Gigi table lamp from the Lulu Collection.


“I bought the entire edition of 20,” he confides. “This is the last one and someday I’ll find the perfect place for it,” he reflects.

That table is an example of the kinds of pieces Sultana looks for: substantial and rare. He is a regular at auctions in Paris, London and New York, where he sniffs out the coolest and most desirable items using his impressive knowledge of design history, much of it acquired when he first met his partner, the gallerist David Gill, as a teenager. “He had a large collection of old black and white auction catalogues, and I absorbed them like a sponge, learning who had made every piece of furniture,” he recalls.


Candida drinks trolley from the Yana Collection.


Incidentally Gill – whose gallery is located downstairs and represents some of the world’s most cutting edge contemporary artists (he recently showed Zaha Hadid’s last furniture collection, see Bespoke issue 60) – has been a kind of protagonist in Sultana’s evolution, starting from the point he joined the gallery 25 years ago. While Sultana, now the CEO of David Gill Gallery, played an important role in the gallery’s growth and success, it could be construed that Francis Sultana the designer is who he is today because of his experience with the artists, the clients and working with Gill, a seasoned art dealer, since he met him at the tender age of 19.

Yet, the brand Sultana has built, dates back to a year’s sabbatical he took in 2009, when he ambitiously set up his own studio, initially to create interiors for some of his major art collector clients. It has now mushroomed into an international business that has him overseeing projects from New York to London and an ever-growing furniture collection.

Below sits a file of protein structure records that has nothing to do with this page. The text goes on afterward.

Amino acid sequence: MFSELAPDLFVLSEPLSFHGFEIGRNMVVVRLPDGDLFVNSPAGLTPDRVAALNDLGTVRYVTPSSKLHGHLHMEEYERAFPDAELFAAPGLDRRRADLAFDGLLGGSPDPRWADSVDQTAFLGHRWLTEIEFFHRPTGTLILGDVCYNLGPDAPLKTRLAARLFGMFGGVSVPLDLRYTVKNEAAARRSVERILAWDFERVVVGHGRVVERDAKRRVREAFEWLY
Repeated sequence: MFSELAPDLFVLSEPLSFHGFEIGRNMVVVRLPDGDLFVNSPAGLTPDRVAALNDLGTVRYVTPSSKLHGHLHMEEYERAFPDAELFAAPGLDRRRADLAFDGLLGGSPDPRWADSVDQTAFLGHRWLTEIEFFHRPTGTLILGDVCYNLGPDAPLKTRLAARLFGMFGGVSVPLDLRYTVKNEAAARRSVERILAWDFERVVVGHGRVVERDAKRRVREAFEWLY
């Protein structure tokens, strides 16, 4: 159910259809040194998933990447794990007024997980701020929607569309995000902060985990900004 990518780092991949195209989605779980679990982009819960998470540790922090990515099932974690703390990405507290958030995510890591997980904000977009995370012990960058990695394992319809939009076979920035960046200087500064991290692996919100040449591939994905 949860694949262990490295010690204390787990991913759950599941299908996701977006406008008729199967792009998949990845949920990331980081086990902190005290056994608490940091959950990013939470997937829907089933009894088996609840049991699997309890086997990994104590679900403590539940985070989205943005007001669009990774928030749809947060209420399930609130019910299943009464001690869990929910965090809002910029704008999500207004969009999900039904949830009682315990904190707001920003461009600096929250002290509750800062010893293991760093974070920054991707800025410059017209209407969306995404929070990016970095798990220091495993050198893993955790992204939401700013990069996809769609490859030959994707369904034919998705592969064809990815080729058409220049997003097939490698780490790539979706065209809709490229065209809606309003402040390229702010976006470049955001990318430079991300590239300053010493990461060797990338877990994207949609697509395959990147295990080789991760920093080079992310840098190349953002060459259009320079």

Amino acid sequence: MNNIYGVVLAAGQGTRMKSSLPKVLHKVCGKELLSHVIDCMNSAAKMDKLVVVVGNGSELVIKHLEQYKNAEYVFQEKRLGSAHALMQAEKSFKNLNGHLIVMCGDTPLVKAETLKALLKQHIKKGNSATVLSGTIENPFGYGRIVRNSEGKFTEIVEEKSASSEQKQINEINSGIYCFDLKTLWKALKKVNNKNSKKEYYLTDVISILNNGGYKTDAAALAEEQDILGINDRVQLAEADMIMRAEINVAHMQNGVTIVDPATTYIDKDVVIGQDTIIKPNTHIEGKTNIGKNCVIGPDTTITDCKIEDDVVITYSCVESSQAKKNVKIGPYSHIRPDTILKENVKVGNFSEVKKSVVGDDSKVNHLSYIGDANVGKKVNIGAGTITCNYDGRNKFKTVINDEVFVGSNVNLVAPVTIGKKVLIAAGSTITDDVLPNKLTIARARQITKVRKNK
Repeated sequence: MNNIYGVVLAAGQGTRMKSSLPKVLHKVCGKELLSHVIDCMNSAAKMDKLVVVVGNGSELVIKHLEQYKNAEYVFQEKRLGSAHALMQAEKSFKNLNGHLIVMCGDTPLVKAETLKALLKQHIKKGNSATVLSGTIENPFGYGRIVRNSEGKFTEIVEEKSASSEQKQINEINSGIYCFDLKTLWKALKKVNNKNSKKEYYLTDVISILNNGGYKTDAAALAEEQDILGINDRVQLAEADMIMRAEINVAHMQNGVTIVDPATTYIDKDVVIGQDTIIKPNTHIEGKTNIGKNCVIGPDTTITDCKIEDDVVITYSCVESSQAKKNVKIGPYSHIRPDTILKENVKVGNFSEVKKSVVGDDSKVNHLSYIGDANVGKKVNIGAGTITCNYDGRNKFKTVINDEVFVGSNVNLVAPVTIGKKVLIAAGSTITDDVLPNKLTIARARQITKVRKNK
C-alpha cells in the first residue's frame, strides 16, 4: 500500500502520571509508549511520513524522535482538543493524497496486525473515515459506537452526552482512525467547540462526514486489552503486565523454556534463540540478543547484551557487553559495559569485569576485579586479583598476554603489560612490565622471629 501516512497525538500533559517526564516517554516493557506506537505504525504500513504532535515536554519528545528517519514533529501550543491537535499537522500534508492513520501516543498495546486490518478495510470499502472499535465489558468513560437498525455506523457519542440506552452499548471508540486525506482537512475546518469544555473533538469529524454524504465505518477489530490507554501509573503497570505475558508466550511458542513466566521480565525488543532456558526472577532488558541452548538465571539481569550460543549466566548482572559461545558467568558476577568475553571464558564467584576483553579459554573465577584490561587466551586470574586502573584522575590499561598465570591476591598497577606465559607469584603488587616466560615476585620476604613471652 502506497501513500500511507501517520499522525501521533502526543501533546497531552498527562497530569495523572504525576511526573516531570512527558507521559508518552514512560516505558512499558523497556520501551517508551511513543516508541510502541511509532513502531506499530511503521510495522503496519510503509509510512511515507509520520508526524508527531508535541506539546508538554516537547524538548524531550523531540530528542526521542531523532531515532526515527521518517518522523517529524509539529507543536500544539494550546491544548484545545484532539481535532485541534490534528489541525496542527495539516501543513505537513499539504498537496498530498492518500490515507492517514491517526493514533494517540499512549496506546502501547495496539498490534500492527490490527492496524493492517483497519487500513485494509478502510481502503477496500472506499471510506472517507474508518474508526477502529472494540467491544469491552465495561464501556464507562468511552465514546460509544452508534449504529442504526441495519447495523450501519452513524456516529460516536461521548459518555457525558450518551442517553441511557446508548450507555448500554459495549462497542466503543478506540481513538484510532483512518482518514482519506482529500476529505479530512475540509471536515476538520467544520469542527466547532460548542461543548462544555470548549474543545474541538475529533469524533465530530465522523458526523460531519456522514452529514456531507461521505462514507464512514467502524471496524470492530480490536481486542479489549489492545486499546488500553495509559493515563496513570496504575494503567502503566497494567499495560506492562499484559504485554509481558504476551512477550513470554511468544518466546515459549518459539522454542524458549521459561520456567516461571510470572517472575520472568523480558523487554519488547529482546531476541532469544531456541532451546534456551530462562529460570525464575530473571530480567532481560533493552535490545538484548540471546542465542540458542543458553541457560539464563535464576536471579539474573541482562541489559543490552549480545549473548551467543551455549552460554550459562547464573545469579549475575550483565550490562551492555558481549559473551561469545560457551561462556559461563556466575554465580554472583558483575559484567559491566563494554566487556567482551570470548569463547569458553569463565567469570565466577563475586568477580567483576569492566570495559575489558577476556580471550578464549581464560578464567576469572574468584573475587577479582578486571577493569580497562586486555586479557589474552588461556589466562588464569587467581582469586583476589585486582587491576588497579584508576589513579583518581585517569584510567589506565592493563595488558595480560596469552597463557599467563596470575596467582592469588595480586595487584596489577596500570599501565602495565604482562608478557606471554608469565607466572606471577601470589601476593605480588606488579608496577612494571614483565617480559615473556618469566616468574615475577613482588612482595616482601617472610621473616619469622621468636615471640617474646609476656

Sultana's office.


“The majority of my furniture is bought by people in the industry and once they change fabrics and colourways, it forms part of their look. It’s very tailored,” he explains of the made-to-measure collection displayed in his showroom. It is eclectic and contemporary, but his use of noble materials conveys a feeling of luxury.

Noteworthy is his use of Scagliola, a man-made resin that’s meant to look like marble (and incidentally was invented for Louis XIV at Versailles), which looks very current, rendered in the parsons-like Charles console table. “It takes a very special artisan to make it very well, and the process is very laborious. It’s like weaving a special cloth, you can dream a combination of colours and it can happen,” he reflects on the material, which he commissions from French craftsmen.



In fact, most of his materials come to life in the land of baguettes and berets, including all his textiles. “My whole team is French, their quality cannot be compared,” he explains of his commitment to quality. “The reality is that even though we’re living in a throw away society, I like things to last.”

Like Versailles, the homes that Sultana designs are meant to showcase the best furnishings and art available today and stand the test of time. Consequently, Sultana says he views himself as a purveyor of beauty, and knows what his function must be in this ever more very vapid and fast-paced life.

“People come to me because they need support in creating a very sophisticated home, down to the very last detail.”